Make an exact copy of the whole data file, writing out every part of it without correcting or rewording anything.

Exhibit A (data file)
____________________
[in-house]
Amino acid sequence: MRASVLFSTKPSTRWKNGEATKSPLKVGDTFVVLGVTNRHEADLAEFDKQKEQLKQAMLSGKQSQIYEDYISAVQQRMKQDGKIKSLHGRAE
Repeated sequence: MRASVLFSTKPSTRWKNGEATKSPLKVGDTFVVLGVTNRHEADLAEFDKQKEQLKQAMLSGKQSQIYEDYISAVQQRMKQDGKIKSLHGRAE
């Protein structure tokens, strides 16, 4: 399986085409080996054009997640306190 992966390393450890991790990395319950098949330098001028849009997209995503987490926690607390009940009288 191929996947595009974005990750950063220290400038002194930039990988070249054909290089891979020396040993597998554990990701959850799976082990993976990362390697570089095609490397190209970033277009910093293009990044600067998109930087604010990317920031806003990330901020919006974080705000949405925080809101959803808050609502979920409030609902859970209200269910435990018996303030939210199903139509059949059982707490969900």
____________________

[in-house]
Amino acid sequence: MRASVLFSTKPSTRWKNGEATKSPLKVGDTFVVLGVTNRHEADLAEFDKQKEQLKQAMLSGKQSQIYEDYISAVQQRMKQDGKIKSLHGRAE
Repeated sequence: MRASVLFSTKPSTRWKNGEATKSPLKVGDTFVVLGVTNRHEADLAEFDKQKEQLKQAMLSGKQSQIYEDYISAVQQRMKQDGKIKSLHGRAE
């Protein structure tokens, strides 16, 4: 399986085409080996054009997640306190 992966390393450890991790990395319950098949330098001028849009997209995503987490926690607390009940009288 191929996947595009974005990750950063220290400038002194930039990988070249054909290089891979020396040993597998554990990701959850799976082990993976990362390697570089095609490397190209970033277009910093293009990044600067998109930087604010990317920031806003990330901020919006974080705000949405925080809101959803808050609502979920409030609902859970209200269910435990018996303030939210199903139509059949059982707490969900």